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The Last Drive-In: Season 5, Week 10 — Living Dead at Manchester Morgue and Day of the Dead

The gang wrapped up the season with Romero's least perfect zombie flicks, but hey - gun-toting, tune-listening, lovable Bub still delivers the zombie goods with gory splatter perfection.

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Season Five began with the living dead and ended with the living dead.

The first film of the season was Lucio Fulci’s Zombie (aka Zombie 2) and the season finished up with a double deader.

The first feature of the season finale was The Living Dead at Manchester Morgue (aka Let Sleeping Corpses LieDo Not Profane the Sleep of the Dead, and Don’t Open the Window). Joe Bob argued that since the film premiered in 1974, a dedicated cult has grown around it. Darcy argued that the cult consisted pretty much of Joe Bob alone, though she agreed the film was solid.

Though hundreds of films would eventually be made in the path cut by George Romero’s Night of the Living Dead, Spanish director Jorge Grau beat Lucio Fulci to the punch by four years to be one of the first European filmmakers to make such a film. Joe Bob noted that Grau was the first to try to explain the origin of the zombies – Romero left it pretty much a mystery (though there was TV reporting about radiation from a returning space probe) and Fulci went with voodooism but left things pretty vague. 

Before getting to Jorge Grau’s explanation for his zombies, Joe Bob ventured into a rant about “Flat-hatters” and British haberdashery in general – to Darcy’s annoyance and bemusement. Eventually, he pointed out that the reason for the zombies given in Manchester Morgue is a machine that emits a high-pitched sound to kill bugs by making them eat each other. And the machine had the same effect on humans with underdeveloped or nonfunctioning (DEAD) nervous systems.

You may be wondering what a fellow named Jorge was doing making his horror film in England.  Spain was, at that time, still under the rule of General Francisco Franco Bahamonde, who didn’t like the idea of horror films being set in Spain. Nasty things didn’t happen in Spain, and Franco, being the dictatorial sort, could make that call. A horror film set in England was fine with Franco, so the film is set in Manchester. (Joe Bob asked Darcy what people thought of when they heard “Manchester” and she sensibly referred to Manchester United, but Joe Bob said people thought of pollution.)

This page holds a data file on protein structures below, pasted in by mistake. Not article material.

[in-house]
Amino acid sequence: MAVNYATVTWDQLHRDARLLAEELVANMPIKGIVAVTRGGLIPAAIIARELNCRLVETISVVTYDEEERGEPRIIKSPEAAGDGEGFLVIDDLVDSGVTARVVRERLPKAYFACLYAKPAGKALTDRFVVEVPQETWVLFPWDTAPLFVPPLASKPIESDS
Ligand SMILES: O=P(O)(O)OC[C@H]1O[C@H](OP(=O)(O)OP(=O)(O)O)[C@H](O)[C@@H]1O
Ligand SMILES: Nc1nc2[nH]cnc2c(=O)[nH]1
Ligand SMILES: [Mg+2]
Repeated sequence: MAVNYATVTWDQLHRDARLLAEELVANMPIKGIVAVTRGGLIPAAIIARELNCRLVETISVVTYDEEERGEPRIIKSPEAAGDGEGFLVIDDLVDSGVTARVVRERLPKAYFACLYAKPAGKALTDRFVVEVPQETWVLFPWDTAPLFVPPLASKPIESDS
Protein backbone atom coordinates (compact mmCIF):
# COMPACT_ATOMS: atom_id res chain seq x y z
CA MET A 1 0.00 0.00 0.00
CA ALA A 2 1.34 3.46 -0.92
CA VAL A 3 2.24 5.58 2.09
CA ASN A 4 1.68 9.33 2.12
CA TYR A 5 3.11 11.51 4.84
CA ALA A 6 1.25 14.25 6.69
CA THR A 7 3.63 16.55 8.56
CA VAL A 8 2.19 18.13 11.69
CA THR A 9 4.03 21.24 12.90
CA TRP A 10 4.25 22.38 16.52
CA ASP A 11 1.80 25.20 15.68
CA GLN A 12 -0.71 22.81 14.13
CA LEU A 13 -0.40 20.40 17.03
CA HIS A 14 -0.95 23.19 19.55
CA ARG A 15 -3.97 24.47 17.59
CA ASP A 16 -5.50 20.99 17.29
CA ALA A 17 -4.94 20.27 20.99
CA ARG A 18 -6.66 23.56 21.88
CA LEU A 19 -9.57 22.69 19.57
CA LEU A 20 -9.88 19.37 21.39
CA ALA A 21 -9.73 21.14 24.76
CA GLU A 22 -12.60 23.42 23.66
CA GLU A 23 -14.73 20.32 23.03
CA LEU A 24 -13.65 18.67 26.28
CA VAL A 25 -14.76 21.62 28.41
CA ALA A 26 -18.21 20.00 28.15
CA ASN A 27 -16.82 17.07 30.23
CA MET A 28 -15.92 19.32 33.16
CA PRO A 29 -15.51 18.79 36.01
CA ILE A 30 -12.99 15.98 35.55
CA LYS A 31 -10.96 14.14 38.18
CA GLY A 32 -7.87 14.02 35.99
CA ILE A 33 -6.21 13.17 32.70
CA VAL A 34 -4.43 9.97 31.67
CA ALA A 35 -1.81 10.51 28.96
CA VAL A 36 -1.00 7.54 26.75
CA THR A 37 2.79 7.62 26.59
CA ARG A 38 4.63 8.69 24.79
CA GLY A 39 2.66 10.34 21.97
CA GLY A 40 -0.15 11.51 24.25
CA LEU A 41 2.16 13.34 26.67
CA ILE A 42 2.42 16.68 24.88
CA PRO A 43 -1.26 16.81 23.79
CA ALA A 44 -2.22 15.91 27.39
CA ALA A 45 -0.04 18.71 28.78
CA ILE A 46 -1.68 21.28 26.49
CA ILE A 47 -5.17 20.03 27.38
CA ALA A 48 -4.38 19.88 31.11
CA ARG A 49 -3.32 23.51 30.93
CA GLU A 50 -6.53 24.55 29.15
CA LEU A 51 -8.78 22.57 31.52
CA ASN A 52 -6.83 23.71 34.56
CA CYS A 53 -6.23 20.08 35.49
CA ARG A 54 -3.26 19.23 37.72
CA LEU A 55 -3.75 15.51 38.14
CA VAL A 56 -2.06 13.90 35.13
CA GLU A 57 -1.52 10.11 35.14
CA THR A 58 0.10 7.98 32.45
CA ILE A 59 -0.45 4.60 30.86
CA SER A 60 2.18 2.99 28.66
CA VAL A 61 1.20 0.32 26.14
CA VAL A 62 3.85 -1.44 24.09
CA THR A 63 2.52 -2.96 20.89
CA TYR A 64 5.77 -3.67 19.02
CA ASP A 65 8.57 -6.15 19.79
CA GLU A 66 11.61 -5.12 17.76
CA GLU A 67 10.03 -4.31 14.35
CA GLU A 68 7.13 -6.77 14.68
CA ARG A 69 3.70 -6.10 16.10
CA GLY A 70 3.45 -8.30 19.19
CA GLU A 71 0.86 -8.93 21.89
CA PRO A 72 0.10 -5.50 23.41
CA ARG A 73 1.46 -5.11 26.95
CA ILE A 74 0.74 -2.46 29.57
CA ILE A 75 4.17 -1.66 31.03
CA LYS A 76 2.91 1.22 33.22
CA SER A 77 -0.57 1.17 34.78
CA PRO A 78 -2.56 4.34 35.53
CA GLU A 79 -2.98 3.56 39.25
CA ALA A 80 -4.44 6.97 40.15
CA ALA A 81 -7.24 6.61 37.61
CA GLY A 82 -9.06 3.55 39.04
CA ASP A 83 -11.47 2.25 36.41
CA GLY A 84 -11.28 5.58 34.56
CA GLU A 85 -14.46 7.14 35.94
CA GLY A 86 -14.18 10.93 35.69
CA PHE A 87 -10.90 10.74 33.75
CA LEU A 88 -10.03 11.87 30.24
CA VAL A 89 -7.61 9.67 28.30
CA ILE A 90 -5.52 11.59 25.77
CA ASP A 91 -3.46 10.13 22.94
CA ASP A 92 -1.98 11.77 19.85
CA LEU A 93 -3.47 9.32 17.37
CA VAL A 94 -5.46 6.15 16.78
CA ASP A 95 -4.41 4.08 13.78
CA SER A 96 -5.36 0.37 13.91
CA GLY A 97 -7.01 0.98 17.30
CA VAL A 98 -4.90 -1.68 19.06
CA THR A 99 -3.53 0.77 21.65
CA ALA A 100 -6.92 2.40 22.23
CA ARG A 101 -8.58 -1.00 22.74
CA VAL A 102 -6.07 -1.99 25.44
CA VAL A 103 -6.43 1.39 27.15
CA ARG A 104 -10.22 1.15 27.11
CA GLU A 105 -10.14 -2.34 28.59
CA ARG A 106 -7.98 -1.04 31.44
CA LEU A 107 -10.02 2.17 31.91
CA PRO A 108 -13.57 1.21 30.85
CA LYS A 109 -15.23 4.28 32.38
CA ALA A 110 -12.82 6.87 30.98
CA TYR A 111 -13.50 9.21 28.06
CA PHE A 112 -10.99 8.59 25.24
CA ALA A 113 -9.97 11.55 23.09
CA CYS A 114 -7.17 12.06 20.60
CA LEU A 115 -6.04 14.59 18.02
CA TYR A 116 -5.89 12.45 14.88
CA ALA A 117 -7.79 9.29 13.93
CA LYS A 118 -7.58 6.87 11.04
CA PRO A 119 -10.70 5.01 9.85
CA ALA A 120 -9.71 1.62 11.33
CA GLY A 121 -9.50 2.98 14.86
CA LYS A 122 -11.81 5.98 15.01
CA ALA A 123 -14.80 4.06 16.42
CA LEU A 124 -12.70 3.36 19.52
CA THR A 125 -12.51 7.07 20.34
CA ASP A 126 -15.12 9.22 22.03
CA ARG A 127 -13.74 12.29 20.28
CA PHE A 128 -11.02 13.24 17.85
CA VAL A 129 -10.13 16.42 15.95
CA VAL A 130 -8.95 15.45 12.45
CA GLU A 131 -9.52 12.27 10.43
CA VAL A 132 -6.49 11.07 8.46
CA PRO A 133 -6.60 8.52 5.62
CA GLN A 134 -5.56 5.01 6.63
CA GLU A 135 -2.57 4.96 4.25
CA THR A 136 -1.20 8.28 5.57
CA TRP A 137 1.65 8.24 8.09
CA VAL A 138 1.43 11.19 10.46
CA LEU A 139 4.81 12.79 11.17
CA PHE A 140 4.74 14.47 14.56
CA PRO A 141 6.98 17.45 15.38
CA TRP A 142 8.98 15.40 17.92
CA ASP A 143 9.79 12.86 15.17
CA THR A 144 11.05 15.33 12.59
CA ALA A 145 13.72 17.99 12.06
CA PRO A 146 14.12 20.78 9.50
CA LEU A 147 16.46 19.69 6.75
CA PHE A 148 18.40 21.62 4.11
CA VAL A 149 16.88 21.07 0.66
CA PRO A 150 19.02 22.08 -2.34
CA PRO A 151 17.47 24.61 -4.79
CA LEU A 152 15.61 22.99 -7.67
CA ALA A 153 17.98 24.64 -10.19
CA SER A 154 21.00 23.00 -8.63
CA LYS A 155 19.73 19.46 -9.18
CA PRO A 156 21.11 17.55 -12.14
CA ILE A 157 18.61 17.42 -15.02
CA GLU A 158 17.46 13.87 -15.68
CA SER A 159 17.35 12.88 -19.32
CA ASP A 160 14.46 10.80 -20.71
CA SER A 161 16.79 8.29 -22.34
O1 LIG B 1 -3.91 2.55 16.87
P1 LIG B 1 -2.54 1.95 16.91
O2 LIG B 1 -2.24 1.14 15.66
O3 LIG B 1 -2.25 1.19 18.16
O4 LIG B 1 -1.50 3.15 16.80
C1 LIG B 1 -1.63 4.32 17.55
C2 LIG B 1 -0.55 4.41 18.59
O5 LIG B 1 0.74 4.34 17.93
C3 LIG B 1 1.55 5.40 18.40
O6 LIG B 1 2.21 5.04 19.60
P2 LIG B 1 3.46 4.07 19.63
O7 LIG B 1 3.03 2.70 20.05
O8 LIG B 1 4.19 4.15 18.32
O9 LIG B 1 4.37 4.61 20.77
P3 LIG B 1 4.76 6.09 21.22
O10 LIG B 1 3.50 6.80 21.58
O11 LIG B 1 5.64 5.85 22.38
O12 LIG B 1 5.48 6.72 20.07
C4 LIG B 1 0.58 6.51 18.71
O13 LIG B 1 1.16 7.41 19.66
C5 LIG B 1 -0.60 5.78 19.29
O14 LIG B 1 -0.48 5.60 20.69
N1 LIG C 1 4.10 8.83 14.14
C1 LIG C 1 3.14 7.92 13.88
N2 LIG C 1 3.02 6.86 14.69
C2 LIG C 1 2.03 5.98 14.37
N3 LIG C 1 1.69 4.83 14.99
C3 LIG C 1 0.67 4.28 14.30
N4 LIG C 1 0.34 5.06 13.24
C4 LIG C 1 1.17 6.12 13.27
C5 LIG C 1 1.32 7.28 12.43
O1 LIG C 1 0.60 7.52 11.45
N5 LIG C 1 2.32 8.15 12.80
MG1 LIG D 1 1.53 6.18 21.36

So the Spaniard Grau collaborated with Italian financers in England to make this film following up on an American’s concept about the dead coming back. It should be noted that five-time Oscar nominee Arthur Kennedy played the petty local police inspector, more interested in long-haired anti-authority types than dealing with the killings and the zombieism. It seems likely that this character was intended to be a parody of General Franco himself (still dead, by the way).

The film has a respectable list of drive-in totals:

Day of the Dead

Joe Bob acknowledged from the start that the final film of Season Five, George Romero’s Day of the Dead, is the least of the original Dead trilogy. That isn’t really a slight against the film. It’s like naming the least of the Beethoven symphonies (they’re all genius). Or calling Kate Jackson the plainest of the original Charlie’s Angels (all gorgeous). Or naming the least annoying Kardashian (never mind). Joe Bob noted that Night of the Living Dead is the foundation of horror and Dawn of the Dead is the pinnacle of zombie films while Day of the Dead is an excellent film.

When Day of the Dead opened in 1985, it didn’t do well at the box office. And there are reasons for that: It didn’t meet the expectations of being something bigger and grander than its predecessors. Romero had wanted something bigger and grander himself, but he didn’t have the budget. He had a script of 200 pages (remember, there is usually a minute of screen time per page) and a budget of $7 million. But his backers, as usual for Romero, independent backers and not a studio, wanted him to submit a film that got an “R” rating.

Romero was given the choice of the $7 million with an R rating or a $3.5 million budget with no content limitations. Joe Bob thought Romero could have finessed the rating, but Romero, being the old hippie he was, took less money, started a new shorter script from scratch and let Tom Savini go wild with the kills.

And over the years, love and appreciation for the film has grown, especially for horror’s most-lovable zombie, the gun-toting, tune-listening Bub.

Drive-in totals for this classic Romero flick:

People understandably might have thought the conclusion of the show indicated it was really the LAST Last Drive-In.  But (spoilers), Joe Bob eventually pulled himself together, so there is more gory goodness to come!

A man and woman taking a selfie in front of a large billboard promoting an Auto Draft product.

Dean Anderson, shown here with his lovely wife Mindy at Joe Bob’s 2023 Jamboree at the West Wind Drive-In in Las Vegas, joined as a contributor to Joe Bob’s website after admirably serving as a camper liaison and a minister of hospitality to the guests and the Mutant Family during the event. Check out the long adventure he and Mindy took across the country that was chronicled on their blog Email Dean at

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